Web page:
It might be worth stating the club’s goals and objectives. These don’t have to be rocket science, and you don’t need to have them; but it might help if you are applying for funding.
This is where you describe how the club will be run.
Will there be a committee? If so, what will be the roles and responsibilities? When will people be elected or re-elected? How many terms can anyone serve?
Will you hold an AGM? What is the process for doing this to make it official? Who gets a vote? What about other sorts of meetings, how official/formal do they need to be?
What about complaints and grievances? What if a complaint is levied against a committee member, how will this be handled?
Will the club be allowed to operate a bank account? And if so, what are your rules regarding signatories?
Will the club be allowed to charge attendance fees, or raise income in any other fashion? This is probably a good idea, so give your club the power, explicitly.
Will the club be allowed to take loans? It doesn’t need to be a bank loan worth several thousand pounds, but it might be one of the founding members funding a purchase of a few pieces of loaner gear, on the understanding that they will be paid back.
Will the club be allowed to hire anyone? What about an instructor, or an accountant for doing the annual accounts, or a website developer or marketing specialist, or a first aid instructor? Again, give yourself the power to hire people or engage businesses to provide goods or services if you think this might be useful to your club.
Will the club be allowed to reimburse people for expenses on behalf of the club? If so, give your club the power, explicitly.
Will you be a not-for-profit club? If so, make it clear that no one can take money from the club for personal gain.
Will your club restrict memberships? Consider a minimum age, and your duty of care to under-18s.
Will you charge a membership fee? For how long will membership last?
What needs to happen for the club leaders to amend the constitution officially and correctly?
Can club members propose a change to the constitution?
If the club needs to close, how will this happen? What will be done with club funds and club equipment?
If you want to be a not-for-profit organisation, then demonstrate how no individual will gain personal benefit from the dissolution of the club.
What does not-for-profit mean, and is this different from being a charity?
In the UK, a charity is an organisation that has achieved charitable status from the appropriate charity regulator. It is a legal offence to claim to be a charity when you do not have formal charitable status.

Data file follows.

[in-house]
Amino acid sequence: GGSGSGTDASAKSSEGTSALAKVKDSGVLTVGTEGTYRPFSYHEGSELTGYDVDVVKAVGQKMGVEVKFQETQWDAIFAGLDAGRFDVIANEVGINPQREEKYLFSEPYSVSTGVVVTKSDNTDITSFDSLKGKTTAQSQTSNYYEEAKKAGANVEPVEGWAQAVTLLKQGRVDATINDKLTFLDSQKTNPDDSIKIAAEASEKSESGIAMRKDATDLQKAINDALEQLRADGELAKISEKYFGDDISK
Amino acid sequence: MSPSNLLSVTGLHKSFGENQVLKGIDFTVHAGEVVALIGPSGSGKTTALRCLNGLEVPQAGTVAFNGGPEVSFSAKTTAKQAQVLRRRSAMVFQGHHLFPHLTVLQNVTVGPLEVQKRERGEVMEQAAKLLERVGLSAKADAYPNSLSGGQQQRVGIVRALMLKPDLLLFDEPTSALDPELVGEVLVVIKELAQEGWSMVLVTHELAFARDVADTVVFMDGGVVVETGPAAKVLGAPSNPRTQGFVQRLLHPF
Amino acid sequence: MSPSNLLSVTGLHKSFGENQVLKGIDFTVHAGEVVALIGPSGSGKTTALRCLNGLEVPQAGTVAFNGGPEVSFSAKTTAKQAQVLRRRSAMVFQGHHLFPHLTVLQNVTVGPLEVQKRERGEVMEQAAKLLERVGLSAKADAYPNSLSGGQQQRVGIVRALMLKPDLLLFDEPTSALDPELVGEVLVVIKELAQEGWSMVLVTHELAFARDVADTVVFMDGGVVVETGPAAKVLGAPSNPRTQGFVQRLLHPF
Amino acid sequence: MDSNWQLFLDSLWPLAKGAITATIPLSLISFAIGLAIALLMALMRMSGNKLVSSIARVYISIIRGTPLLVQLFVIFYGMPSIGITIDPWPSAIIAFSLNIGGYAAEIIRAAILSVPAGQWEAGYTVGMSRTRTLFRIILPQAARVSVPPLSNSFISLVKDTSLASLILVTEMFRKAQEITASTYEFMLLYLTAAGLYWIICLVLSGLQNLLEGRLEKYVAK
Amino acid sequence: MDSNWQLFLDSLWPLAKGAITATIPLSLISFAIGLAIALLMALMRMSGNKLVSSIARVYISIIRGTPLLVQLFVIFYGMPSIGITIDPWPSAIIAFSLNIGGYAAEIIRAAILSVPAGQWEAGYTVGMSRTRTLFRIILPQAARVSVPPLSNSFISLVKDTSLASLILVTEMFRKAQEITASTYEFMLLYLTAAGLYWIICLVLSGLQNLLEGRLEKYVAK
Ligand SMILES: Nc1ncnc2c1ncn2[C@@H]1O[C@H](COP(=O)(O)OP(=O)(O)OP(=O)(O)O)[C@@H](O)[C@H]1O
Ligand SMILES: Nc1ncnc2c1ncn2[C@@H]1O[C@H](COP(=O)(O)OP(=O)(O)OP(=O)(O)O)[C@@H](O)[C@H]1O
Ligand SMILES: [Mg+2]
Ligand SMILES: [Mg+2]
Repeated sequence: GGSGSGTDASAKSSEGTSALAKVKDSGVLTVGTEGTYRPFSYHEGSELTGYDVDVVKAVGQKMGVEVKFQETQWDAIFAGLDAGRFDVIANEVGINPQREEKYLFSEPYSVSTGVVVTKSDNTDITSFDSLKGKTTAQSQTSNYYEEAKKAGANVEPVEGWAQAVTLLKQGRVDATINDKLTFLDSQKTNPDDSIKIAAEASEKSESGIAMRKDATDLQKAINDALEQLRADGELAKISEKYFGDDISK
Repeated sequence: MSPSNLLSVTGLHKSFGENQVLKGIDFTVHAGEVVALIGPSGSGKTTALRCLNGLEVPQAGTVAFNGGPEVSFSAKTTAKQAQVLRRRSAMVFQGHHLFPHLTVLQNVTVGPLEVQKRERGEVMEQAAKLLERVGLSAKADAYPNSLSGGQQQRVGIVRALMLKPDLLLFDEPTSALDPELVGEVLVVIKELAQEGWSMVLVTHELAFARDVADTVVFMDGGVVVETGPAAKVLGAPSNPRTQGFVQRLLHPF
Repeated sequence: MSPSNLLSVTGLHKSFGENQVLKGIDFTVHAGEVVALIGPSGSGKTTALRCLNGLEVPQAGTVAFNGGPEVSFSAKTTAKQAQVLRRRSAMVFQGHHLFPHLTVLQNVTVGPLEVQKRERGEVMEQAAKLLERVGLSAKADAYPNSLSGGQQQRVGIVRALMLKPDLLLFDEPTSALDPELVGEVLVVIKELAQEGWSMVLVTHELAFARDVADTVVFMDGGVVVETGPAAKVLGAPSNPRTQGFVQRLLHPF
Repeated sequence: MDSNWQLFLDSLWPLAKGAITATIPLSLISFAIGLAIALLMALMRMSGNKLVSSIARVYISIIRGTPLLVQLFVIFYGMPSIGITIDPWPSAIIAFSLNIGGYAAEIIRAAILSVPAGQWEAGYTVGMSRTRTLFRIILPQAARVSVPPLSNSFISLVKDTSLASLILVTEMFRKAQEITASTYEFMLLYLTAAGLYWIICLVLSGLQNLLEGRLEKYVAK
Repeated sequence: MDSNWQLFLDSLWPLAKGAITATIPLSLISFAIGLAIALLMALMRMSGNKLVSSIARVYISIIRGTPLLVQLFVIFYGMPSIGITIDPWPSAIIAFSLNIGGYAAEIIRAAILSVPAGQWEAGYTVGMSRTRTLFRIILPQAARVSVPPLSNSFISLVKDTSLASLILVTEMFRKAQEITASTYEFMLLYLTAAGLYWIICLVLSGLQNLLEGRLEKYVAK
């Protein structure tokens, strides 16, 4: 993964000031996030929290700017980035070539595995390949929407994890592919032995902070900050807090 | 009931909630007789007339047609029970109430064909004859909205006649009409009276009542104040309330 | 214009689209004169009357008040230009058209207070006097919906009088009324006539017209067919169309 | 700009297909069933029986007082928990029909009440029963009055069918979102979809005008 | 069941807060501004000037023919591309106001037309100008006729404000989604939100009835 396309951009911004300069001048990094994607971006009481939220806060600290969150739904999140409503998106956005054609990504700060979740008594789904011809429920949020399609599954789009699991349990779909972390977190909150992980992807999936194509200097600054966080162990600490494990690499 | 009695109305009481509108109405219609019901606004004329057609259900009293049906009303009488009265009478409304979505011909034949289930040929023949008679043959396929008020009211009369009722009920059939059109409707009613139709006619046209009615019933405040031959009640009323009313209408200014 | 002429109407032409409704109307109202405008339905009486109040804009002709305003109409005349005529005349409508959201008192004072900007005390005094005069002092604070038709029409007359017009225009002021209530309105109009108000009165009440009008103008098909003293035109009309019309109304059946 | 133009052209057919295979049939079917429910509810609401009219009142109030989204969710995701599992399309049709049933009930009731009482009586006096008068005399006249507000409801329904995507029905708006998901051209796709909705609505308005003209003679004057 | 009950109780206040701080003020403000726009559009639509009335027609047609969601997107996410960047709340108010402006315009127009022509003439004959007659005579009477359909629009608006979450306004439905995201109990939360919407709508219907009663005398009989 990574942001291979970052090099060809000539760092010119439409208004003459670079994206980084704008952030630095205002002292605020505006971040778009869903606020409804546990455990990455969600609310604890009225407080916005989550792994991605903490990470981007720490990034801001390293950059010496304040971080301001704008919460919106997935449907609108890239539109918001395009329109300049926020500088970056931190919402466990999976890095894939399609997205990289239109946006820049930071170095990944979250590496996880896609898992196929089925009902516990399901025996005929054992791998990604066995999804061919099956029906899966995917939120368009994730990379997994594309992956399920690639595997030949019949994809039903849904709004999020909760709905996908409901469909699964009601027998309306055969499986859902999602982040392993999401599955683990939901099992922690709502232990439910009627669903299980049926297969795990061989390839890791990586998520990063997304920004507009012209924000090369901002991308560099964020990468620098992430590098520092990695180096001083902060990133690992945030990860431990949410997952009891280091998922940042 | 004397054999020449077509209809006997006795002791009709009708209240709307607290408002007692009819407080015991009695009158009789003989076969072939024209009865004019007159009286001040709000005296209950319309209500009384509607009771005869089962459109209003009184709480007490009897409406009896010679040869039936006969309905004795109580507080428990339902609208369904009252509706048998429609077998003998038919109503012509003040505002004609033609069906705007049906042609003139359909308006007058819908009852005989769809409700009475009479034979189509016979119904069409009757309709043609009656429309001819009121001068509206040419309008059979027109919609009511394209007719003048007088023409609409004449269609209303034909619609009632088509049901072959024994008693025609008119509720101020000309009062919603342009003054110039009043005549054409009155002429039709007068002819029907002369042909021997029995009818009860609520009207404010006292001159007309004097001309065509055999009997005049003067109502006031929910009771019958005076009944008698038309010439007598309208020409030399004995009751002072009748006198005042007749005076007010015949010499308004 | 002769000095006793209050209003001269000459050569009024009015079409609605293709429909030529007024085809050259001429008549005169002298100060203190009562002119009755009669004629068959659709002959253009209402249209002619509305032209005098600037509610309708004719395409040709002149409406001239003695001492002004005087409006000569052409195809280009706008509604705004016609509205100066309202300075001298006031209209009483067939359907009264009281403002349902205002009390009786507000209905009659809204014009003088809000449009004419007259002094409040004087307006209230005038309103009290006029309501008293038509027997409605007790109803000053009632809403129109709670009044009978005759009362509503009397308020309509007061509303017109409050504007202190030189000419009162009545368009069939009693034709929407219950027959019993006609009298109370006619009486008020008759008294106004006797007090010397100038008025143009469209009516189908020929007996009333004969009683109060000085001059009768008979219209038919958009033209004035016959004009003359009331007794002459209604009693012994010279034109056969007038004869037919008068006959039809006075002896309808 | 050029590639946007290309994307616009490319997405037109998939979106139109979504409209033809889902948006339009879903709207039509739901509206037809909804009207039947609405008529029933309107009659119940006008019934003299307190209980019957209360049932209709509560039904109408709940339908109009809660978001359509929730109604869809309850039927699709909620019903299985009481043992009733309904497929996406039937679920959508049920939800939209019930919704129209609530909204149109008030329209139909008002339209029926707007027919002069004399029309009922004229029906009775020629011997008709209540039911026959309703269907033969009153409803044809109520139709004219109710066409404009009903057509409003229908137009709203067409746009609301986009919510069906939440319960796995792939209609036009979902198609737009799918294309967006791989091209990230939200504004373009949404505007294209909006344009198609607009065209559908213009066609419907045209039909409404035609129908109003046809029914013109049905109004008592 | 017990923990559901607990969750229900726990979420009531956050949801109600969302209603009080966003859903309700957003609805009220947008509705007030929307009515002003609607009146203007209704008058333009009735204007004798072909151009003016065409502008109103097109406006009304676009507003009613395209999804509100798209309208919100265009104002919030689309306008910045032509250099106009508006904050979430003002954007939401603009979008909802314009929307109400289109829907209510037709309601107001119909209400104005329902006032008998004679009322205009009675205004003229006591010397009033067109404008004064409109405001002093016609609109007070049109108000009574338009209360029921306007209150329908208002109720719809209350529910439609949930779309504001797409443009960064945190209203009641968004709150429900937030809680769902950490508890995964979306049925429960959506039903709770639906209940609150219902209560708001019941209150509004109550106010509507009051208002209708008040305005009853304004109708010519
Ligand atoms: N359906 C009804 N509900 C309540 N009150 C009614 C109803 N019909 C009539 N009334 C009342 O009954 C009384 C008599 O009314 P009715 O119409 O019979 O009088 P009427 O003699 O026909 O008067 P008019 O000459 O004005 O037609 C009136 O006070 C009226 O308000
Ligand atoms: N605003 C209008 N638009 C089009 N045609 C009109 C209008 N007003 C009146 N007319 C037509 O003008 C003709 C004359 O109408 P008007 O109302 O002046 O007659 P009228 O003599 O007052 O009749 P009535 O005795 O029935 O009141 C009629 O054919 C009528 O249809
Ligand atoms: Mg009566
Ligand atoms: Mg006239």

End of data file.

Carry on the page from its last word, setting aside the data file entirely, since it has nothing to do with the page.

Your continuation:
Not-for-profit means that no individual can make a personal profit by taking spare money out of the organisation for their own personal gain. If your constitution prohibits this, then you count as a not-for-profit organisation; if someone can decide to take themselves some money because they feel like it, then you are no longer a not-for-profit organisation. There is no formal legal status to say whether or not you are not-for-profit, it is more of a litmus test where people look at your constitution and see whether or not there is scope for individuals to pocket money for their own personal gain.
It is important to note that the UK definitions of these terms are radically different from the American definitions. If you look for further information online, then non-UK sources will NOT give you the information that you need.
There is also nothing wrong with being a club that is not a not-for-profit organisation. Profit isn’t a dirty word. It might just disqualify you from being able to apply for funding, and it may also mean that you need to register with HMRC and start filing tax returns and annual accounts.
You are able to hire staff members and employees, and pay them a wage, while remaining a not-for-profit organisation.
If you would like more advice about this sort of thing, then you should speak with an accountant or lawyer. We are not accountants or lawyers and cannot offer professional advice.
Club constitution template
We have created a blank club constitution template for affiliated clubs. The template is only accessible to current club leaders who are logged in. If you think that you should be able to see this document, but cannot, then please contact us to resolve the problem.